This Thursday, 1 May, sees the start of our new season of BFI Southbank screenings, Classics on TV: Edwardian Drama on the Small Screen (the link takes you to full details). We begin with a tremendous double bill of Oscar Wilde’s An Ideal Husband in a sumptuous 1969 version directed by Rudolph Cartier together with a – dare I say unmissable – rarity from 1960: a BBC schools production of J. M. Synge’s Riders to the Sea with Sybil Thorndike and Sean Connery. (There are still some tickets available; go here to book.) My colleague Amanda Wrigley is composing a post about Synge’s one-act poetic drama; this contribution is simply an introduction to the Wilde.
You might also be interested to note that An Ideal Husband is the focus of two papers at our half-day Screen Plays symposium on Friday 23 May. This free event at BFI Southbank will explore some of the issues raised by the season. We are delighted that in ‘An Ideal Husband – a realistic marriage? Wilde, feminism and Britain’, Dr Michelle Paull, Senior Lecturer in Drama at St Mary’s University, London, will discuss the production in terms of its cultural and sociopolitical context in 1969, reflecting on this modern engagement with the ‘New Woman’ of this period. Complementing this paper, Dr Leah Panos, Postdoctoral Researcher on the Spaces of Television: Production, Site and Style project at the University of Reading, will speak on ‘Colour, Cartier and An Ideal Husband‘, examining this production as one of the earliest major dramas from the BBC in colour and discussing Cartier’s early commitment to colour television.
The play in 1895
Oscar Wilde’s play, which takes place across a single evening and the following day, is a society drama in which a prominent politician, Sir Robert Chiltern, is threatened with blackmail by a beautiful woman with a past, Mrs Cheveley. Mrs Cheveley threatens to reveal a secret from Chiltern’s youth, when he made a serious error of judgement, unless Chiltern speaks in the House of Commons in favour of an investment scheme that he knows to be fraudulent.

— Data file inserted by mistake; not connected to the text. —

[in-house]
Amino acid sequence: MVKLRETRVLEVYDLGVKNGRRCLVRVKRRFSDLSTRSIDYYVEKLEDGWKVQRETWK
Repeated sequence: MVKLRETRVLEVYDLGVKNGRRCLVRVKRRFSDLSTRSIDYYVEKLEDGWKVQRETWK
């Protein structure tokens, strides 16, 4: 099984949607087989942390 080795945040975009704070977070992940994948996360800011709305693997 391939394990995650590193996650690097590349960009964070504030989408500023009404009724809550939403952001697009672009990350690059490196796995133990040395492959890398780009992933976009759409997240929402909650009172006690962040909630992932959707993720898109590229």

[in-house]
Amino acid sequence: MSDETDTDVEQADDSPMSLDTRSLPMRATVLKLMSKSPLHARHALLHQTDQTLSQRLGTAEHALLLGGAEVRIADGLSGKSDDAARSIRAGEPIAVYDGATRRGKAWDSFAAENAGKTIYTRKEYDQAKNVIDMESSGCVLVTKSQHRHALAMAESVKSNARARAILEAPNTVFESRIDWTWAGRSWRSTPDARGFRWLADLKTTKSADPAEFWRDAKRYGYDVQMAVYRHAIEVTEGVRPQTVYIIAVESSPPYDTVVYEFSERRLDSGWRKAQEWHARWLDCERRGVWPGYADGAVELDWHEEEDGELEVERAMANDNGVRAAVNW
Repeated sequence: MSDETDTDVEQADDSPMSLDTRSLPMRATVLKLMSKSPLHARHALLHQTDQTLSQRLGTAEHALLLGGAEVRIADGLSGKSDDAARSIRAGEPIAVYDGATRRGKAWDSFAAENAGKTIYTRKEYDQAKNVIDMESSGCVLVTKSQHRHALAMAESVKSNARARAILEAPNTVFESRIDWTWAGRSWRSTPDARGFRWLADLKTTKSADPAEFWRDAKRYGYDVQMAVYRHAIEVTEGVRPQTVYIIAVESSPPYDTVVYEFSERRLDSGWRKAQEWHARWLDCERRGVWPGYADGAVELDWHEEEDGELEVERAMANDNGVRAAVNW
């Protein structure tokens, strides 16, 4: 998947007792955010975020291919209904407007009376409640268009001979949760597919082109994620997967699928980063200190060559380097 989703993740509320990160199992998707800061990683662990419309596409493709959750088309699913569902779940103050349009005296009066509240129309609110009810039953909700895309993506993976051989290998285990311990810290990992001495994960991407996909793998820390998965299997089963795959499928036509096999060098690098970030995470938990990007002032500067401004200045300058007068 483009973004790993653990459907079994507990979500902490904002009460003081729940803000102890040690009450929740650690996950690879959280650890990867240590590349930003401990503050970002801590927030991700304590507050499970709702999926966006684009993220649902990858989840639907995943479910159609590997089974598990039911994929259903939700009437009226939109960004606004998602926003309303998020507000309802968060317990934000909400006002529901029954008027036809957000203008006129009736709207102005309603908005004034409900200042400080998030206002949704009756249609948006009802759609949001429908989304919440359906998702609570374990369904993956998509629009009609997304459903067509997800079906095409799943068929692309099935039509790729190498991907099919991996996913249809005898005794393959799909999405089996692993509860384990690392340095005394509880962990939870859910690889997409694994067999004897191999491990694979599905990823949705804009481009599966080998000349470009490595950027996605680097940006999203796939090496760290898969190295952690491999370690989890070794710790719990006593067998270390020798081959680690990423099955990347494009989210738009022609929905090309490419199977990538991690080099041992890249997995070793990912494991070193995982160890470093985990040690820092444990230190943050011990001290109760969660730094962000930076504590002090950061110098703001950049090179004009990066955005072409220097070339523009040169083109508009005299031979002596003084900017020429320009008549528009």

The play opened in London at the Haymarket Theatre on 3 January 1895, and quickly became a huge hit. In his Saturday Review notice George Bernard Shaw wrote, ‘In a certain sense Mr Wilde is to me our only thorough playwright. He plays with everything: with wit, with philosophy, with drama, with actors and audience, with the whole theatre.’ (quoted in Michael Holroyd, Bernard Shaw, London: Vintage, 1998, p. 593) Wilde’s even more successful The Importance of Being Earnest premiered just six weeks later on 14 February.
In April, however, Wilde was arrested for ‘gross indecency’ and his name was taken off An Ideal Husband. There was a short transfer to the Criterion Theatre but by the end of the month the play had closed. As a consequence of these events, the play is often seen as having strong autobiographical concerns, with its themes of society’s attitudes to past sins, the dangers of blackmail and the importance of forgiveness. At the same time, it is a fascinating drama about the relations between the sexes and of attitudes towards the aristocracy.